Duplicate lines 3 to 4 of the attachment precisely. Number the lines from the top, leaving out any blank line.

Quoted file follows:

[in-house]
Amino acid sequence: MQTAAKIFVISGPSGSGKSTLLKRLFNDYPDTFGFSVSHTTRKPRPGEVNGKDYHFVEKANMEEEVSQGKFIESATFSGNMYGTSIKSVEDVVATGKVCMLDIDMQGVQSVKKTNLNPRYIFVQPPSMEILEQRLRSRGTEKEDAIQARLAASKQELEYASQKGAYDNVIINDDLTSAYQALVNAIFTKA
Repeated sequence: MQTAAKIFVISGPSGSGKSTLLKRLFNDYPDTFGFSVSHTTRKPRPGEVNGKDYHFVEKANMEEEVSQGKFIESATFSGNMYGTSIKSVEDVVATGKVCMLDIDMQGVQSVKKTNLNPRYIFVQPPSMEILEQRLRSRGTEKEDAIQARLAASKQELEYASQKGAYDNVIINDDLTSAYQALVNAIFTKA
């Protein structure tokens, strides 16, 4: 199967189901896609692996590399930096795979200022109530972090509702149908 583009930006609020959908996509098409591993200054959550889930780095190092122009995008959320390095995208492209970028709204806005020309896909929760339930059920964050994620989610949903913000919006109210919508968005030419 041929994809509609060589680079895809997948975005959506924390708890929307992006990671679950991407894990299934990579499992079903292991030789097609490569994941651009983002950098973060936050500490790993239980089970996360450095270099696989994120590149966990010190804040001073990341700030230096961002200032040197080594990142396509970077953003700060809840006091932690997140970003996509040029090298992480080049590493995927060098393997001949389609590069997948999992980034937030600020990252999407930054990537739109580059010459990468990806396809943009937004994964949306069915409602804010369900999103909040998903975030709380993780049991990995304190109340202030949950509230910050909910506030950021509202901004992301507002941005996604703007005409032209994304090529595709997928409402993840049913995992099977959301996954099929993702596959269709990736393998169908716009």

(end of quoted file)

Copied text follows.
Repeated sequence: MQTAAKIFVISGPSGSGKSTLLKRLFNDYPDTFGFSVSHTTRKPRPGEVNGKDYHFVEKANMEEEVSQGKFIESATFSGNMYGTSIKSVEDVVATGKVCMLDIDMQGVQSVKKTNLNPRYIFVQPPSMEILEQRLRSRGTEKEDAIQARLAASKQELEYASQKGAYDNVIINDDLTSAYQALVNAIFTKA
């Protein structure tokens, strides 16, 4: 199967189901896609692996590399930096795979200022109530972090509702149908 583009930006609020959908996509098409591993200054959550889930780095190092122009995008959320390095995208492209970028709204806005020309896909929760339930059920964050994620989610949903913000919006109210919508968005030419 041929994809509609060589680079895809997948975005959506924390708890929307992006990671679950991407894990299934990579499992079903292991030789097609490569994941651009983002950098973060936050500490790993239980089970996360450095270099696989994120590149966990010190804040001073990341700030230096961002200032040197080594990142396509970077953003700060809840006091932690997140970003996509040029090298992480080049590493995927060098393997001949389609590069997948999992980034937030600020990252999407930054990537739109580059010459990468990806396809943009937004994964949306069915409602804010369900999103909040998903975030709380993780049991990995304190109340202030949950509230910050909910506030950021509202901004992301507002941005996604703007005409032209994304090529595709997928409402993840049913995992099977959301996954099929993702596959269709990736393998169908716009």